WASHINGTON — Sierra Nevada Corp. (SNC) Space Systems added the Japan Aerospace Exploration Agency to the expanding stable of international space agencies exploring mission concepts for the Louisville, Colorado-based company’s Dream Chaser lifting-body spacecraft, SNC announced July 23.
Under the cooperative understanding, the two sides will collaborate on mission concepts and potential applications of Japanese technologies for Dream Chaser, SNC said in a press release. In addition, JAXA and SNC will explore the possibility of launching and landing the spacecraft in Japan, the release said.
SNC is developing Dream Chaser, which the company describes as “the only multi-mission space utility vehicle in the world,” under a funded cooperative agreement with NASA as a possible means of transporting astronauts to and from the international space station. The vehicle is designed to launch atop an expendable rocket and, after re-entry, glide back to Earth for a runway landing.
SNC signed similar Dream Chaser agreements with the European Space Agency and the German Aerospace Center. The agreement with the 20-membercalled for a yearlong study to examine the use of European hardware to reduce SNC’s development costs. The German pact, completed in November, studied whether Dream Chaser could be adapted for satellite launches.
The agreement with JAXA “represents an important next step in SNC providing global transportation access to low Earth-orbit” Mark Sirangelo, corporate vice president of SNC Space Systems, wrote in an email to SpaceNews.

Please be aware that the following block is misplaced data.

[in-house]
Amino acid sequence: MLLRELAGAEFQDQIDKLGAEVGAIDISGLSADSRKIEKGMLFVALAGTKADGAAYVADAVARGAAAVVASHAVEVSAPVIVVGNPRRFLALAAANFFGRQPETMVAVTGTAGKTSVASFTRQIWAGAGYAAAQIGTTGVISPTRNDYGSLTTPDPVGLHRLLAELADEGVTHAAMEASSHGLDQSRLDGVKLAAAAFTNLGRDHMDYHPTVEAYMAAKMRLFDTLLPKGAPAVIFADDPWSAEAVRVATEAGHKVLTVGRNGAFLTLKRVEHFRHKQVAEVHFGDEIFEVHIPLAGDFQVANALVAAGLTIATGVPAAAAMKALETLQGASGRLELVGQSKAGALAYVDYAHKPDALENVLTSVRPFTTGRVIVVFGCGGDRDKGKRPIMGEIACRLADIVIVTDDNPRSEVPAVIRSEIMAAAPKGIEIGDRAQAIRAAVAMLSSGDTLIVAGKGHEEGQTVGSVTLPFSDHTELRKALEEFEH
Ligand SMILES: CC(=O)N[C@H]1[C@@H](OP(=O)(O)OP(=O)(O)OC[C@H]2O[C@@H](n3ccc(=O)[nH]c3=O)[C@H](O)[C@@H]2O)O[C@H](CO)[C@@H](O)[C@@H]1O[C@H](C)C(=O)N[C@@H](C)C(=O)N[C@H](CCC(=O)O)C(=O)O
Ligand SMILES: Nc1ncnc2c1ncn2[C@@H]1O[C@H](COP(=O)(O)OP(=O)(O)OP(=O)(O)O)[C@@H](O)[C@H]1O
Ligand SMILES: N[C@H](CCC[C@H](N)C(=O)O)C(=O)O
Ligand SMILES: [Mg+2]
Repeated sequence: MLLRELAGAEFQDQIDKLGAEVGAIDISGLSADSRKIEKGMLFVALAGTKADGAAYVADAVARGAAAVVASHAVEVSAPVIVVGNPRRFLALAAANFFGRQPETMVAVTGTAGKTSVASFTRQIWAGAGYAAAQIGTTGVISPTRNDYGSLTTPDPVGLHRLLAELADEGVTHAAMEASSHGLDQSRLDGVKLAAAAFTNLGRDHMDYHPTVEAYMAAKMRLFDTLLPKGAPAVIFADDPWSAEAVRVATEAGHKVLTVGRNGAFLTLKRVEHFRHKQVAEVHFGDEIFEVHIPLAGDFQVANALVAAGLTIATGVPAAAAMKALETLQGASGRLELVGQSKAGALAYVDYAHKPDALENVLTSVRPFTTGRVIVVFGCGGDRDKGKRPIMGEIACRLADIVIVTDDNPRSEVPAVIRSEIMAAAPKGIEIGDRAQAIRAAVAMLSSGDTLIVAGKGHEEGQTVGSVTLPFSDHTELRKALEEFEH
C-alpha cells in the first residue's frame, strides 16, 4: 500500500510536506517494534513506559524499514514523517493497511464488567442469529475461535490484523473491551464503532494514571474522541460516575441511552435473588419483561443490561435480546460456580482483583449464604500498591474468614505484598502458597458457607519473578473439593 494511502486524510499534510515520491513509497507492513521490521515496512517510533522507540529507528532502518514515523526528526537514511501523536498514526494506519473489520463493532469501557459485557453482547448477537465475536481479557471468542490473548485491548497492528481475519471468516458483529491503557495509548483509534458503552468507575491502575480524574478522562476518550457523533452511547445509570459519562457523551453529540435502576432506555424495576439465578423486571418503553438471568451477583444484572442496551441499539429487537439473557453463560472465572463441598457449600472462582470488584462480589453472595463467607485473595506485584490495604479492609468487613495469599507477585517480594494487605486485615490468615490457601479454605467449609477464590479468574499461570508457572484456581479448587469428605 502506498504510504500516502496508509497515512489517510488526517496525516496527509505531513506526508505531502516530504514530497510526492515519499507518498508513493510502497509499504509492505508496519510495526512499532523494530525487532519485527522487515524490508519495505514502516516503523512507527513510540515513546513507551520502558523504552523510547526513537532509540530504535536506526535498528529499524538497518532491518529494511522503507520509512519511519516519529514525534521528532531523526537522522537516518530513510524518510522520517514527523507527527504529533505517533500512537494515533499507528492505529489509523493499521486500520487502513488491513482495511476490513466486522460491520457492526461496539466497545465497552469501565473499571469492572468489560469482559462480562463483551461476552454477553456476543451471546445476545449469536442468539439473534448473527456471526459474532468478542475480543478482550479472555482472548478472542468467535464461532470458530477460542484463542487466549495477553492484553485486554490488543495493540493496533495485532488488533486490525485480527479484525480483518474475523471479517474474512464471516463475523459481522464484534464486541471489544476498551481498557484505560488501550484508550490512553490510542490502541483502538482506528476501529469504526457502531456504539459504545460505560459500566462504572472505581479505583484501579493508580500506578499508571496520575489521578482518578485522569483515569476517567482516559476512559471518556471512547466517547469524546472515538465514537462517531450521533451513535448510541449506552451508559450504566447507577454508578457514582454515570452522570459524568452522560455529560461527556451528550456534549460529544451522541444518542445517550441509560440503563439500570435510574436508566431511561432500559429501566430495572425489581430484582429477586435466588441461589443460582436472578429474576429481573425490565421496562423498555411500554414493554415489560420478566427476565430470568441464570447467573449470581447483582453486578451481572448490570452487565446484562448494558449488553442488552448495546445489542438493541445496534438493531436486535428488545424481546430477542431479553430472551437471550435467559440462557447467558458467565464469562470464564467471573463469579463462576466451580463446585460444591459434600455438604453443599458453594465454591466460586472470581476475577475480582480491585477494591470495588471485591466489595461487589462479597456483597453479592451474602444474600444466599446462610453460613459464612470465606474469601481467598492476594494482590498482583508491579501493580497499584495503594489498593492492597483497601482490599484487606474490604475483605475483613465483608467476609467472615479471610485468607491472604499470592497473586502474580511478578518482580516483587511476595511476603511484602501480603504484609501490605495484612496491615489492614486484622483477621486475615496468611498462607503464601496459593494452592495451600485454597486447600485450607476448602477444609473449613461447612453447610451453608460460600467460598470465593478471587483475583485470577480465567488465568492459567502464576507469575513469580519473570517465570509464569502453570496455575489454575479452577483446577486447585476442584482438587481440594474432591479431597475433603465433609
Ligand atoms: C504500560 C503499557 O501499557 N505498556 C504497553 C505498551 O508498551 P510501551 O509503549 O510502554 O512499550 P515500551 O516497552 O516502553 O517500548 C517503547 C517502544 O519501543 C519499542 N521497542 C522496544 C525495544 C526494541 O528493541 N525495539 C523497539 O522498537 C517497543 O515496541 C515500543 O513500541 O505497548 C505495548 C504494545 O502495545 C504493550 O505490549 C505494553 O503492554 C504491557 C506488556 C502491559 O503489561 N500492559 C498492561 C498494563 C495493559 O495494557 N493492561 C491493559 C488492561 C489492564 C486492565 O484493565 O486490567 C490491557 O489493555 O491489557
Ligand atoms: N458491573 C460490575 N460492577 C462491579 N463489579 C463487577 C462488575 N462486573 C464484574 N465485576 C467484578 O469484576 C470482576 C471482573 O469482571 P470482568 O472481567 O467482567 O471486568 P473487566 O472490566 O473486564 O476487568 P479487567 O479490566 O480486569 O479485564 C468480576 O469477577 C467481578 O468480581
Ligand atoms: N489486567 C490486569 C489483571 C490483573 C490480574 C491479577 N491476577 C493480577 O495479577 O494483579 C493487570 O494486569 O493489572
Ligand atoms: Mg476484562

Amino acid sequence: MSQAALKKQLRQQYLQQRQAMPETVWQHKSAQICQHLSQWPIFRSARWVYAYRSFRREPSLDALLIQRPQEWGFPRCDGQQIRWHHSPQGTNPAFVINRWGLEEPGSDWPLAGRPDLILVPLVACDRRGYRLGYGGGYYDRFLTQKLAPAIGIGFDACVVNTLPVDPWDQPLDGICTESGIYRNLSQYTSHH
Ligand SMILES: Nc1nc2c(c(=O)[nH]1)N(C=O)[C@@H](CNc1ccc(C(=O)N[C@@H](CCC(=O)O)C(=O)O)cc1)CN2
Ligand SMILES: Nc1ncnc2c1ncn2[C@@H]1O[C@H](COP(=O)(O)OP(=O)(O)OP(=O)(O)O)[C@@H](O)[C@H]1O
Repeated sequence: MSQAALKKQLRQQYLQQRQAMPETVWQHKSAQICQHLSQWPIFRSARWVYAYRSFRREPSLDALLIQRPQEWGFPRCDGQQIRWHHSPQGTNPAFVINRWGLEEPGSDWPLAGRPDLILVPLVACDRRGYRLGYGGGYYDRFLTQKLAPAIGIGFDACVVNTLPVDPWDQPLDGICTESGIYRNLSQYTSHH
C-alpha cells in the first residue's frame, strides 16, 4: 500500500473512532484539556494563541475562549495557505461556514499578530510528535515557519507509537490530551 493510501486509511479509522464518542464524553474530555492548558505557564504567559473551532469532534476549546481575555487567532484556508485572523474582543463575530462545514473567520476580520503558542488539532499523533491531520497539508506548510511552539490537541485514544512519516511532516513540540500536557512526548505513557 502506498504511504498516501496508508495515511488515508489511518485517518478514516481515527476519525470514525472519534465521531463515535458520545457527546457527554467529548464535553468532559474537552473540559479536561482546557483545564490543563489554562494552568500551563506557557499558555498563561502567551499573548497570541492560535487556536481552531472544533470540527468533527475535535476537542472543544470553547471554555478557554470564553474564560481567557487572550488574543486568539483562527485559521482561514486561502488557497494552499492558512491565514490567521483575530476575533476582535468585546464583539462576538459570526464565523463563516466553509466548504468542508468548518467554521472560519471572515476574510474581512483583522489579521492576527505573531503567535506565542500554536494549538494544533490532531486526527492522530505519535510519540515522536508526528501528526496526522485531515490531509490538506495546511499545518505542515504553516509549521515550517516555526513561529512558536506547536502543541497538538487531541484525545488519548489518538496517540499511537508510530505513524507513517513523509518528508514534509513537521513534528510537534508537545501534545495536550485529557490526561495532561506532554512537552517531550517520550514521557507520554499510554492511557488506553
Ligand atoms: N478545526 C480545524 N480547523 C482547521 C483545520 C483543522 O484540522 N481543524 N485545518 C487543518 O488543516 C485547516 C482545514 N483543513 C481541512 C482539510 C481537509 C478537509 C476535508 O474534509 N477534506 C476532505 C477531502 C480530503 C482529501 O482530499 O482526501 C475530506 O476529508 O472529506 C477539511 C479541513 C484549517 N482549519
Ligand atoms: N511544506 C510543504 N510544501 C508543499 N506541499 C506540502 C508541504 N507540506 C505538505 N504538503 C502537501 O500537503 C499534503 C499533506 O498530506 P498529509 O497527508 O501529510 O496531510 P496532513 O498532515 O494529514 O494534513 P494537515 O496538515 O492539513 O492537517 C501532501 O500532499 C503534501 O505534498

Sirangelo suggested that access to Dream Chaser could help incentivize Japan to continue its participation in the space station program through 2024, the date to which the White House has proposed extending operations. Japan is currently onboard through 2020.
Dream Chaser garnered the smallest of the three awards NASA parceled out in 2012 under the current phase its commercial crew program, which aims to replace the retired space shuttle’s crew-carrying capacity by 2017.
Counting the activation of some of the optional milestones in its Commercial Crew Integrated Capabilities Space Act Agreement, SNC is expected to receive $212.5 million from NASA to work on Dream Chaser through March 31, 2015. The company has so far received about 92 percent of the total, according to a separate July 22 press release.
Boeing Space Exploration of Houston and Space Exploration Technologies Corp. of Hawthorne, California, got roughly twice as much money as SNC under the current phase of the commercial crew program.
All three companies are vying for awards in the fourth and final phase of the program, under which NASA is expected to help carry at least two concepts through full-scale development and an initial crewed round trip to station. Those contracts are expected to be awarded around August.
SNC plans to stage an uncrewed Dream Chaser flight to orbit in 2016 whether or not it wins any more funding from NASA, Sirangelo has said. The spacecraft is slated to launch aboard aAtlas 5.
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